I've always felt drawn to the image of Eleanor Roosevelt. (It may be because my Aunt Esther looked just like her.) It may also be because of the mythology of her identity as a strong champion of human rights, and her power and resolve. Knowing nothing about Mrs. Roosevelt I set a goal of reading a biography of the former first lady on my "Books I want to read" list posted conspicuously here on my blog. And I've finally done it (sort of). I just finished listening to No Ordinary Time a biography of FDR and Eleanor Roosevelt during the second World War by Doris Kearns Goodwin.

What did I learn? Eleanor Roosevelt was indeed a strong champion of human rights. She propelled the social reforms of the New Deal forward throughout WWII. And she did it at a cost to her marriage and her social happiness. It is ironic that one of FDR's iconic phrases was "We have nothing to fear but fear itself," but his wife was socially crippled by her fears of rejection (according to Goodwin).

I re-read a meditation this morning by Mark Belletini, the minister of the UU church in Columbus, Ohio. The full text was printed in the latest issue of the UU World. It starts like this:
Let the sky above me unroll like a scroll,
and let me read upon it today’s text for my life:
“You are alive, here and now.
Love boldly and always tell the truth.”

Let the eyes and hands and faces
of all men and women and children
with whom I share this earth
be chapter and verse in this great scripture text:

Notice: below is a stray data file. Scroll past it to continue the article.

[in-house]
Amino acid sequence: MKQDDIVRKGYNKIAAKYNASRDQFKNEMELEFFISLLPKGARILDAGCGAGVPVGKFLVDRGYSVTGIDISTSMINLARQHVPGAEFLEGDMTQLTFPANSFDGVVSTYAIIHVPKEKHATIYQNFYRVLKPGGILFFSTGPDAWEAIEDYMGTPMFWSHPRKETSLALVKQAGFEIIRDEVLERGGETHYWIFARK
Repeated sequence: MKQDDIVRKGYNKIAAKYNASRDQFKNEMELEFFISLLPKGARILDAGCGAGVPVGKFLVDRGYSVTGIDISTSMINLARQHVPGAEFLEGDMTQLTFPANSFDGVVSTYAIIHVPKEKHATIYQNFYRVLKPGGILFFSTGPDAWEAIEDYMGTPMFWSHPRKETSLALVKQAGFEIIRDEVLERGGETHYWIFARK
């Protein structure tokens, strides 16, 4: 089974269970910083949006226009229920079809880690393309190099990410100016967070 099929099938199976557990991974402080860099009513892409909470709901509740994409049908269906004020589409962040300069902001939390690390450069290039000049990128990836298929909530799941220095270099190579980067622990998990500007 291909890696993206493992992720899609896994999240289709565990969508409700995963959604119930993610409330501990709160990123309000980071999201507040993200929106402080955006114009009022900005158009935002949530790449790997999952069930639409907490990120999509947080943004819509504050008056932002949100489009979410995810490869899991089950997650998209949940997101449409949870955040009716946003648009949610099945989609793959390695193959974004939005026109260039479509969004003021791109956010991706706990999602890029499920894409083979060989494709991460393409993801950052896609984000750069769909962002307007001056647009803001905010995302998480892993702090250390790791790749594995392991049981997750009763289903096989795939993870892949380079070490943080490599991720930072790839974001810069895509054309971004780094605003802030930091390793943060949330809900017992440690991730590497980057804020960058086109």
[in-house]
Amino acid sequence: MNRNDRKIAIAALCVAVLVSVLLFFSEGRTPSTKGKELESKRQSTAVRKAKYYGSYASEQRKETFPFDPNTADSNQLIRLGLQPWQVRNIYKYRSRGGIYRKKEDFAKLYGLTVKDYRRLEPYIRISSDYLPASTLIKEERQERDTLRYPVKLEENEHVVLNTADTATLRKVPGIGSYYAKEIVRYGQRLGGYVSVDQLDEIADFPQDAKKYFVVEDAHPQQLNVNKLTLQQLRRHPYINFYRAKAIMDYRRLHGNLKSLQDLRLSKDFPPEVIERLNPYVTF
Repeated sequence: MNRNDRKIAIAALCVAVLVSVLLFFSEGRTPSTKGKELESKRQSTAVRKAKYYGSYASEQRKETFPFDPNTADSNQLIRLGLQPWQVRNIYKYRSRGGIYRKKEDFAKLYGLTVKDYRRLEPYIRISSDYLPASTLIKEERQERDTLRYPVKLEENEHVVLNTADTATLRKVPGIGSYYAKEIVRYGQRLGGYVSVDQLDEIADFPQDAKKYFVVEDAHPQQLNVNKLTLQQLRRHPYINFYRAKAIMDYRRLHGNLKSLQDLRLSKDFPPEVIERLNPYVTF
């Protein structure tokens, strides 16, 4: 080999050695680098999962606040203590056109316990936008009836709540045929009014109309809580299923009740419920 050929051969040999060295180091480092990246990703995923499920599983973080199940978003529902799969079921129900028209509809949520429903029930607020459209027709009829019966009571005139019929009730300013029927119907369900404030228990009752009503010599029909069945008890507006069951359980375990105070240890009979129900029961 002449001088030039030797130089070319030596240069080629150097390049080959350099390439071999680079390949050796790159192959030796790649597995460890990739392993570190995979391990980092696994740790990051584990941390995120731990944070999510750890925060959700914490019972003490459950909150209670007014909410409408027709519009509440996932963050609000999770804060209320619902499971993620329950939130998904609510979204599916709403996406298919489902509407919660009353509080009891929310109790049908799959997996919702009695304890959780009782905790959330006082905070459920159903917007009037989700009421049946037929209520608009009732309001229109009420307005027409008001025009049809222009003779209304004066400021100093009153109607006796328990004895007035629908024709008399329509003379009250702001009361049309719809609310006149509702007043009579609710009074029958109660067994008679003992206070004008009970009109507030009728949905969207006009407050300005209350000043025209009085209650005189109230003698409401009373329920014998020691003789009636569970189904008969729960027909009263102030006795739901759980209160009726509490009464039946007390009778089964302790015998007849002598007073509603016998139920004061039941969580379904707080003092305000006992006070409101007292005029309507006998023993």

“Life is struggle and loss, and also
tenderness and joy.
Live all of your life, not just part of it.”

Live ALL of your life, not just part of it. Eleanor Roosevelt did not live her whole life. I both admire and identify with her crusader parts. She is cited as saying, during the period of national mourning following FDR's death in early 1945, that "when you are a national figure, you easily slip into playing your role, and thus can sublimate your feelings and your true nature with no problem. There isn't room for your true nature when you play a role of such prominence." I totally get that - and I don't need to be First Lady to have the experience of being so firmly set into a role that I'm afraid to let anyone see past the smooth veneer of confidence. This may be because I am aware that there are parts inside of me that want to avoid difficulty, ugliness, discomfort even.


I'm also midway through Animal, Vegetable, Miracle by Barbara Kingsolver. (Thanks to The Colonel!) In reading it I'm waking up my love of gardening, and reaffirming my irritation with zealots. BMG told me yesterday I could start a veggie garden in his (our?) backyard. I'm also fundamentally lazy so need to be careful to not bite off more than I can chew. So, I think I'll plant garlic in the fall and then prepare for peas, beans, and maybe hot peppers, green onions, carrots, and chard for next year. And, of course, BMG's precious tomatoes.

Monday, July 14, 2008

Yum! Yum! Yum!

I started my love affair with food and cooking through the Reading is Fundamental program, when I picked up a copy of The Lucky Cookbook for Boys and Girls. My first recipe? Why my German orientation led me to cook the first thing first - cinnamon toast. I've published photos of the recipe JUST IN CASE you need a refresher on the complex recipe for sugary and spicy toast.

Other complex recipes in the cookbook included "Stuffed celery" and "Party Punch". I've got the recipe for "Party Punch" memorized. Mix 2 cups of orange juice with 2 cups of cranberry juice and voila! "Party Punch!" ("Add 2 cups of vodka," says my grown-up self, "And NOW you have "Party Punch!")